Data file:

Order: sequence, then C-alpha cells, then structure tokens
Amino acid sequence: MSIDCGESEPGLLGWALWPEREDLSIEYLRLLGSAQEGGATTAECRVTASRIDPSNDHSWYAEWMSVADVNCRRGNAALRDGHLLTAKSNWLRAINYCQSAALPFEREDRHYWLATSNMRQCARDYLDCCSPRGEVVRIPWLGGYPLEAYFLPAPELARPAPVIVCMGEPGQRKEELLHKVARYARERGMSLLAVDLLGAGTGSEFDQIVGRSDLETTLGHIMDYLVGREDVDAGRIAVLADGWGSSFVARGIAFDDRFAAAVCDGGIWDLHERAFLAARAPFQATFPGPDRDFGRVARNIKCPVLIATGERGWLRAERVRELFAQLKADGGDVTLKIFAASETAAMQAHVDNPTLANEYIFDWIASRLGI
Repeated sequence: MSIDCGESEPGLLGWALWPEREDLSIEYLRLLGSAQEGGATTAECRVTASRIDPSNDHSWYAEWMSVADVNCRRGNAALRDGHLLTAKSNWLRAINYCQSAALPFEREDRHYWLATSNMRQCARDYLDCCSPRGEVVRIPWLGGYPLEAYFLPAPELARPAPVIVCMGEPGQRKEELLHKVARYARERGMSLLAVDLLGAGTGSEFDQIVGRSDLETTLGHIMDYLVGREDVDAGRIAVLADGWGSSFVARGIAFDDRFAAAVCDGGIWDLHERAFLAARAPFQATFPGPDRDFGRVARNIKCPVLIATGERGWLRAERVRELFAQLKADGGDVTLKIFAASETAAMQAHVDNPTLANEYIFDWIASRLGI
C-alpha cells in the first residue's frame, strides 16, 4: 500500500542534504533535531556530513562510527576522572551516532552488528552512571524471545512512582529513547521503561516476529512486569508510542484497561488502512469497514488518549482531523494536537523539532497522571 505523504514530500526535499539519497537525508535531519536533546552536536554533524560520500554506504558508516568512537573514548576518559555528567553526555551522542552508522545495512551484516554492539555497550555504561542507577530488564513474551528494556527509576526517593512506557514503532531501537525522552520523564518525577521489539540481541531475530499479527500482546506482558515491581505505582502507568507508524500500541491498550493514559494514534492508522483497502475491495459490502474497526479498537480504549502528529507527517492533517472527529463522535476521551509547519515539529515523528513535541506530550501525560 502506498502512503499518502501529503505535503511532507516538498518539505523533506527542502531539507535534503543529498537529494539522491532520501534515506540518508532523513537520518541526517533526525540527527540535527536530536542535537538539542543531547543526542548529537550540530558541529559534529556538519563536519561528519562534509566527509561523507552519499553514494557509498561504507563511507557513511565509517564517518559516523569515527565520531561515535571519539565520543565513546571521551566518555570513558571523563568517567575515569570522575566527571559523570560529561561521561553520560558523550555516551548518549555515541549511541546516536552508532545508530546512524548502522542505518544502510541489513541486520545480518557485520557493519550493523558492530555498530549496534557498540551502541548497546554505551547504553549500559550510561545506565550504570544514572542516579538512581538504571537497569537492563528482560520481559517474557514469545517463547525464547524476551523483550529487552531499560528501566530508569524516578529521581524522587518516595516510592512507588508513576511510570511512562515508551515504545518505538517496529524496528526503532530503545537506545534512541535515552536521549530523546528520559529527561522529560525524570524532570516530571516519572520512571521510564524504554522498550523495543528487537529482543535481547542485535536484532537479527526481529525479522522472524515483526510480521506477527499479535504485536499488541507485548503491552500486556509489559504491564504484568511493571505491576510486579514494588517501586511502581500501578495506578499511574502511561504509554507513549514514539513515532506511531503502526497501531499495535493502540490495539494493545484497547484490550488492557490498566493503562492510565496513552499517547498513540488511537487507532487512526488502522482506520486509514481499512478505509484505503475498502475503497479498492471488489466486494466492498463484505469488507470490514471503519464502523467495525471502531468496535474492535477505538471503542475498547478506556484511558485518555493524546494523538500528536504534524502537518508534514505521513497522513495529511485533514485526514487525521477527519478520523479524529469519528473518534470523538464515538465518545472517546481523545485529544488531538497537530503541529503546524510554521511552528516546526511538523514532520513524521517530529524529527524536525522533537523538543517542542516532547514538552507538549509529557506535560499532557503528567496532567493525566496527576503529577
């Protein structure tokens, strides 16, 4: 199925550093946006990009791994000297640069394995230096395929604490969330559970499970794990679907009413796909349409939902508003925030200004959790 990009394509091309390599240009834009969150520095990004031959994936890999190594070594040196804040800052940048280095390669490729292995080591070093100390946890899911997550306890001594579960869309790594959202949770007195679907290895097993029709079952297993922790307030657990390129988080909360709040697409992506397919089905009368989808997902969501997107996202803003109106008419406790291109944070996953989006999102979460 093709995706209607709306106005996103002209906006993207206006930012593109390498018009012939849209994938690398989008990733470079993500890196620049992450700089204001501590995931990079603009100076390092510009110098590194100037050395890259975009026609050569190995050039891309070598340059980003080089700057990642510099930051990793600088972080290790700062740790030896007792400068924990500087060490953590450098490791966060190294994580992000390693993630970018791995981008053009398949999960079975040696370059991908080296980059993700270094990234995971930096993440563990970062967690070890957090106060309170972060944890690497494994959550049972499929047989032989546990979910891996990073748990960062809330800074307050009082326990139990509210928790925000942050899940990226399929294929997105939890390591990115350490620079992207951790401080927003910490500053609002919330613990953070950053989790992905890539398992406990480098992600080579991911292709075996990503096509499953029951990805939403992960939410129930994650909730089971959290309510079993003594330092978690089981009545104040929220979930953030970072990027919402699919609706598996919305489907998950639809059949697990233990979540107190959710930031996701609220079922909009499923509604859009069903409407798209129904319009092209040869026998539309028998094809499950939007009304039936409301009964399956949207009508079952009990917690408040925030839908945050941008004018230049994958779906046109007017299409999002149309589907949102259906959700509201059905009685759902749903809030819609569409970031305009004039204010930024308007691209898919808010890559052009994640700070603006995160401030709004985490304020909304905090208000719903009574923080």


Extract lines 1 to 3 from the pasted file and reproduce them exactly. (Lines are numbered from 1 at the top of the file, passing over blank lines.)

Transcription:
Order: sequence, then C-alpha cells, then structure tokens
Amino acid sequence: MSIDCGESEPGLLGWALWPEREDLSIEYLRLLGSAQEGGATTAECRVTASRIDPSNDHSWYAEWMSVADVNCRRGNAALRDGHLLTAKSNWLRAINYCQSAALPFEREDRHYWLATSNMRQCARDYLDCCSPRGEVVRIPWLGGYPLEAYFLPAPELARPAPVIVCMGEPGQRKEELLHKVARYARERGMSLLAVDLLGAGTGSEFDQIVGRSDLETTLGHIMDYLVGREDVDAGRIAVLADGWGSSFVARGIAFDDRFAAAVCDGGIWDLHERAFLAARAPFQATFPGPDRDFGRVARNIKCPVLIATGERGWLRAERVRELFAQLKADGGDVTLKIFAASETAAMQAHVDNPTLANEYIFDWIASRLGI
Repeated sequence: MSIDCGESEPGLLGWALWPEREDLSIEYLRLLGSAQEGGATTAECRVTASRIDPSNDHSWYAEWMSVADVNCRRGNAALRDGHLLTAKSNWLRAINYCQSAALPFEREDRHYWLATSNMRQCARDYLDCCSPRGEVVRIPWLGGYPLEAYFLPAPELARPAPVIVCMGEPGQRKEELLHKVARYARERGMSLLAVDLLGAGTGSEFDQIVGRSDLETTLGHIMDYLVGREDVDAGRIAVLADGWGSSFVARGIAFDDRFAAAVCDGGIWDLHERAFLAARAPFQATFPGPDRDFGRVARNIKCPVLIATGERGWLRAERVRELFAQLKADGGDVTLKIFAASETAAMQAHVDNPTLANEYIFDWIASRLGI